Posted by: agapeflower | August 27, 2009

Poem: Fan Letter

Below is a poem I wrote for the band Jars of Clay.  I know.  I’m a 29 year old married woman, and fan letters are for teenybopper kids or creepy stalker-types who cut out pictures of their favorite actors or whatever and put them up on their wall and kiss them goodnight or wave hello each morning.  I’m not that, I promise.  I had their self-titled on in the car this week, was happy about it, and wrote a poem to them because my mind’s too all over the place for a formal letter, and I wanted to let them know how much I appreciate their work.   Plus, I’m a poet.  So it’s not much of a surprise.  Unless you didn’t know I wrote poetry.  If that’s the case…surprise!

So you can make fun of me if you like, but hey – karma, man.  If you get famous one day, you’ll want poets to write about you too.  Unless you don’t like poetry.  But then it’ll definitely be karma, becuase you’ll be getting things you don’t like. And besides, this poem isn’t even for you, it’s for Jars of Clay.

Whatever.  I’m done!

On to the poem:

Fan Letter

How to not sound creepy:
just say “Hey, I’m a fan.”
Which is true, but not enough.

(Not in the creepy way, though,
you understand – not the
brick-through-the-window way,
the making murals and standing shrines way)

But in the way that said I was having
such a bad day, the kind that feels like two bad years
sitting on each other’s shoulders
and the product of your minds meeting,
the jam sessions, the rides to the studio
and those moments of thinking as you picked your kids up from school, maybe, or waited in line at a supermarket
when you thought hey! I should write that line down,
it’s a keeper,

the product of those moments
brought a smile to my face,
reminded me that God has a rhythm to Him too,
and His plan for me might involve loving me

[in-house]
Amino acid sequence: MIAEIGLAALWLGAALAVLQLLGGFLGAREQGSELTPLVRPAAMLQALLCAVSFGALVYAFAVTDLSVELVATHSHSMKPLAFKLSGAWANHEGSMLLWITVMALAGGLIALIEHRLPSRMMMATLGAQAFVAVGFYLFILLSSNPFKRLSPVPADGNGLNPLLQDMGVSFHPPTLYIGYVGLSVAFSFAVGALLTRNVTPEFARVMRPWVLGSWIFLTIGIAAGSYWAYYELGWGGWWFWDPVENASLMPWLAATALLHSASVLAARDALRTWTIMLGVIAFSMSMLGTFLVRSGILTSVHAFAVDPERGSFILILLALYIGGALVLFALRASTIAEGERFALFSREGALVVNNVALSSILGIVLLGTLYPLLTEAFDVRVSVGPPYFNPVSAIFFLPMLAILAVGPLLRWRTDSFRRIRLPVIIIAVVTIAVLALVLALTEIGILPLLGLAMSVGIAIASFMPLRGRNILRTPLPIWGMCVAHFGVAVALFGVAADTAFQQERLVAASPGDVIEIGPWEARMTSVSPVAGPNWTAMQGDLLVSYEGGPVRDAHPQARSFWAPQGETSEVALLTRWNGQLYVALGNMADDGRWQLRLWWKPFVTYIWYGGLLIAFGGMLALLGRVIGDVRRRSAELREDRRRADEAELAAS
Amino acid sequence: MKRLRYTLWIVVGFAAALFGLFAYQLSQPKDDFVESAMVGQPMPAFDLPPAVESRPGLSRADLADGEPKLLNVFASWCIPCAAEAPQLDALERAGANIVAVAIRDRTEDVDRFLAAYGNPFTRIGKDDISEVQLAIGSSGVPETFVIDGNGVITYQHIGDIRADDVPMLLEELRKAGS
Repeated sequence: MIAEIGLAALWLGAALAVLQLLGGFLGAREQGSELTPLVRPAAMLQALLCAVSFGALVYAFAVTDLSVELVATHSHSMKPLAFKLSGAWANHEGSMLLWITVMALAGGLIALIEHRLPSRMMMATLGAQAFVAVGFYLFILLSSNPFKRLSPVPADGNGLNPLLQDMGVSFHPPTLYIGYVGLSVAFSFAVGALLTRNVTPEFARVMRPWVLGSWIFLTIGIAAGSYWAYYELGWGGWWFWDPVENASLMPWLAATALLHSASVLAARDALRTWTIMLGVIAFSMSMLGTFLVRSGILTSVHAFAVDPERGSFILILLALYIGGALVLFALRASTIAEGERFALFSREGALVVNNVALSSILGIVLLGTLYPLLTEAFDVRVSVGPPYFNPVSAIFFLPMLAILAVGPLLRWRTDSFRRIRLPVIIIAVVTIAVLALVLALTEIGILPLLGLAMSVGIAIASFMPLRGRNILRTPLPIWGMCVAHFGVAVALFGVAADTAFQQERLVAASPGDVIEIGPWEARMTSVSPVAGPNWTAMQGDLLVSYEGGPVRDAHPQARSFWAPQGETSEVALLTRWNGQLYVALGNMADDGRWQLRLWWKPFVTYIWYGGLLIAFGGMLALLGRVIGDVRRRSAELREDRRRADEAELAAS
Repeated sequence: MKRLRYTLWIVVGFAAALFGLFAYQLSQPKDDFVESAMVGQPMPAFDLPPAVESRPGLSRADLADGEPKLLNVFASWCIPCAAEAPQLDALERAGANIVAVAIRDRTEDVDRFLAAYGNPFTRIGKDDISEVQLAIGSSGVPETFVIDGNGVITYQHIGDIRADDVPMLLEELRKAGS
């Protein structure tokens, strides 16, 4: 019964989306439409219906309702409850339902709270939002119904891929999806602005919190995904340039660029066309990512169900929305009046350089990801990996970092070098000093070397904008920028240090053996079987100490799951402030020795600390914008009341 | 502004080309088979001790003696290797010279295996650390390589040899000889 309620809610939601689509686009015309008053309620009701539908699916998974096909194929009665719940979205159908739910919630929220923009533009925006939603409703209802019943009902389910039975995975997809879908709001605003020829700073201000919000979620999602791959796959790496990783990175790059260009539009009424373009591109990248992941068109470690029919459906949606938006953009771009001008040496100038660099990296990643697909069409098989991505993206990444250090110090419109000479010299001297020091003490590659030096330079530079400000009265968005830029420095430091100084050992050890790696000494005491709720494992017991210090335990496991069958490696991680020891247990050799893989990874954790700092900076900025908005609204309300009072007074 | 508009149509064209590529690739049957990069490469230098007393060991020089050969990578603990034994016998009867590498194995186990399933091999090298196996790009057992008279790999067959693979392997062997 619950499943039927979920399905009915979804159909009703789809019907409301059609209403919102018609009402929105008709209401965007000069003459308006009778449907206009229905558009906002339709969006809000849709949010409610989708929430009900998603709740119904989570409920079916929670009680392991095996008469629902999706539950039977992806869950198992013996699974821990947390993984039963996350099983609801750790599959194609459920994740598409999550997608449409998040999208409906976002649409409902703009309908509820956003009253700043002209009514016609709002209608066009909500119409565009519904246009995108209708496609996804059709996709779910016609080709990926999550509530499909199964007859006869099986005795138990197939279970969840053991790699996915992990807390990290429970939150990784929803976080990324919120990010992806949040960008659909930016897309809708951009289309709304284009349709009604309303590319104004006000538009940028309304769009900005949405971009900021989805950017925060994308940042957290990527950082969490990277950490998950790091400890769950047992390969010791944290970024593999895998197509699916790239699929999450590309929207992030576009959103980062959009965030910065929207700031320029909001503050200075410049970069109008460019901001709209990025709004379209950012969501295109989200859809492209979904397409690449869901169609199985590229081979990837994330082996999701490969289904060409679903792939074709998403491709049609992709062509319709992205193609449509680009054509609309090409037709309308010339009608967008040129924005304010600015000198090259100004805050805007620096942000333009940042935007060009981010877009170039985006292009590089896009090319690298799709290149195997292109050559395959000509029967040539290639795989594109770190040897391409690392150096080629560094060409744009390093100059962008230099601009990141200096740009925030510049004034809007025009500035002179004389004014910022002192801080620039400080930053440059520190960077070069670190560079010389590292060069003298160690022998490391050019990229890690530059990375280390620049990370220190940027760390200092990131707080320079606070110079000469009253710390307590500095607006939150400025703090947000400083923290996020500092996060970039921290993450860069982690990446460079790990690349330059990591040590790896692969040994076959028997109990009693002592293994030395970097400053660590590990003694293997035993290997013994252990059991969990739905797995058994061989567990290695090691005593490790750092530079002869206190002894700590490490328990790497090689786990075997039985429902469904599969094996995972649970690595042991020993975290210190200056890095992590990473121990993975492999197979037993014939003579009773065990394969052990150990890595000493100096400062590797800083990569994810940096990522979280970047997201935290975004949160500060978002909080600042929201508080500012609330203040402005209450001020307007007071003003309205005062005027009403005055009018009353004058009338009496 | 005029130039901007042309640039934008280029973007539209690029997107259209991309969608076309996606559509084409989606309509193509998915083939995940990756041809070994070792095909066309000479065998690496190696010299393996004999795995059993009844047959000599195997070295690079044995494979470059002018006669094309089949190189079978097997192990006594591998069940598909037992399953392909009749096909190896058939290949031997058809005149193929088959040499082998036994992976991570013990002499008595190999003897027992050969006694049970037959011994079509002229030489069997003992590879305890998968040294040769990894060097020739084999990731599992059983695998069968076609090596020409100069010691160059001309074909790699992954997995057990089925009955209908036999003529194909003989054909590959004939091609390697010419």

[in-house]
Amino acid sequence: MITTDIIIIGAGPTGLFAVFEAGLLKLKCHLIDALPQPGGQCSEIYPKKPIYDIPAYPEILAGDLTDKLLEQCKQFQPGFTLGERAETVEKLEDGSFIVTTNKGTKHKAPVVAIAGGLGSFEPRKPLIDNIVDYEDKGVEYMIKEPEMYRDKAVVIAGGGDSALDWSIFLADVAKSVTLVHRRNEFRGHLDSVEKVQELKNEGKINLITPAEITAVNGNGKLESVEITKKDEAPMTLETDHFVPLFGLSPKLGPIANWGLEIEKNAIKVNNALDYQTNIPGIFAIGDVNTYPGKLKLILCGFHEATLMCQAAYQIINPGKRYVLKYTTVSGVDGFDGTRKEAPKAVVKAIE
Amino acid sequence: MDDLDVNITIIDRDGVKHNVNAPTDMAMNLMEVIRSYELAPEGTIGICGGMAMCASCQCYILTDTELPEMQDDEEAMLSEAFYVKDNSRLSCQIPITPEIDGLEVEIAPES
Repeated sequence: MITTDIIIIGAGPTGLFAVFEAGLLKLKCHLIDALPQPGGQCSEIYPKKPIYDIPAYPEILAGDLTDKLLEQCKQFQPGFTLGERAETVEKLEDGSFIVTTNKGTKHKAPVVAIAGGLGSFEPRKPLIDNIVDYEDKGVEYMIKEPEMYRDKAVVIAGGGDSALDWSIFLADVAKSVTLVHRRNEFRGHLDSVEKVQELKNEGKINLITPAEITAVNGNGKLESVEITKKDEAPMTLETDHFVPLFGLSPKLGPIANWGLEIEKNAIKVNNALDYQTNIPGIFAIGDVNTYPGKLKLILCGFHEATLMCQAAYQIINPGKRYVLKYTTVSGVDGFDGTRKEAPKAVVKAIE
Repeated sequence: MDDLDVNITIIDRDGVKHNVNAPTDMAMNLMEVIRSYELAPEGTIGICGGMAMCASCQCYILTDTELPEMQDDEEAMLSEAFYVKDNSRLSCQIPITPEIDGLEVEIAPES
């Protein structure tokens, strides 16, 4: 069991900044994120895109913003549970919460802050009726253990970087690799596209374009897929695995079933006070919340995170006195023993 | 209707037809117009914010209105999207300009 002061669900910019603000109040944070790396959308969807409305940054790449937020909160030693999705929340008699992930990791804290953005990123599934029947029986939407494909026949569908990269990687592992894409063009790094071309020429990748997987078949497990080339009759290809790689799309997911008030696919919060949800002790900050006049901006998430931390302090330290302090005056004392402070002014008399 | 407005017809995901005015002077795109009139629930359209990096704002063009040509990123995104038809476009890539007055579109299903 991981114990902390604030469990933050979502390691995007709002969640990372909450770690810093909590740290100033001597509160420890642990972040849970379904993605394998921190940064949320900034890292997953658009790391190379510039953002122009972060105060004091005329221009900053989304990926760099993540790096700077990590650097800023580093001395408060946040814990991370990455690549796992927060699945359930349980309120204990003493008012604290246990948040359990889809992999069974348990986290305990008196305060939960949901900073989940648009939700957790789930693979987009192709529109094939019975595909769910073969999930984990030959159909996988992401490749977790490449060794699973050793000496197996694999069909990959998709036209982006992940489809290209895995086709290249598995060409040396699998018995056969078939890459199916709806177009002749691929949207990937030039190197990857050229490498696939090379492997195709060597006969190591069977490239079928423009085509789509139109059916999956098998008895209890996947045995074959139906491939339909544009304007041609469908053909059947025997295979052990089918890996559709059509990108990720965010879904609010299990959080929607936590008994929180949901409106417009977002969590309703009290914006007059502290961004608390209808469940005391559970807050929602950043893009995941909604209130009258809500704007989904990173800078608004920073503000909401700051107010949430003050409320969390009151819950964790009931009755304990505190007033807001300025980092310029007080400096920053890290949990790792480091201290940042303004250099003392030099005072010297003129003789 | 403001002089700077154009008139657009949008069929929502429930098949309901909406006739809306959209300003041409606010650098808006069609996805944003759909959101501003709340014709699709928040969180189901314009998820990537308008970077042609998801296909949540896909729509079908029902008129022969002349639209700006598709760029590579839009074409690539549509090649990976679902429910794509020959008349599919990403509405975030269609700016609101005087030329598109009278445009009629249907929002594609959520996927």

a fraction of the amount He loved me to start with.

And if you’re having a bad day,
the kind that feels like two bad years sitting on each other’s shoulders
(or even if it’s a good day, the best in the world,
the kind of day that shines like a million suns strung on a necklace
of love and gratitude),
remember that something you created
made someone in a faraway land
that you’ll probably never meet
for what seemed like a very long time.

Posted by: agapeflower | August 27, 2009

major update.

Man, I’ve been so neglectful.  I’m so sorry! What a deadbeat I’ve been.

Good news of the day: after five months of unemployment, I found a job as a barista for Starbucks.  The job is great, a lot of fun.  I’m super new, but I can totally tell the difference between a latte and a cappuccino.  Yeah, I’m modest.  😉

Of late I’ve been reading, thinking, seeing beautiful people, writing, hanging out with great friends in cities like Atlantic City, N.J. and the town Sam’s wedding was in this past weekend which I totally forget but was beautiful anyway.  Basking Ridge, maybe? Or close-by.

I’ll update more, or try to.  Because it’s fun, and I love you, and want you to know that!

Things I Am Currently…(Aug. 27th edition)


  • Angry Conversations With God: A Snarky Spiritual Memoir by Susan E. Issacs
  • Everything Ravaged, Everything Burned by Wells Tower

Listening to:

“The Sequel to Peter Pan and Wendy,” The Indelicates

I, Empire, Angels and Airwaves

Lifted, or The Story Is In the Soil, Keep Your Ear to the Ground, Bright Eyes


True Blood.  (It’s reaching fanatical levels, everyone.  Oh, how I wish I were kidding.)

Mad Men


L.A. Ink

It’s On with Alexa Chung

Posted by: agapeflower | July 8, 2009

Colds suck.

So for the past five days or so I’ve been at home with a cold (which I thought at first was allergies), and I’ve had no voice since Saturday night, which Mike and I spent celebrating America’s birthday with our dear friends Todd & Stephanie.  Colds kinda suck, though, is the point.  I’ve been chasing the Tylenol Cold dragon since Sunday.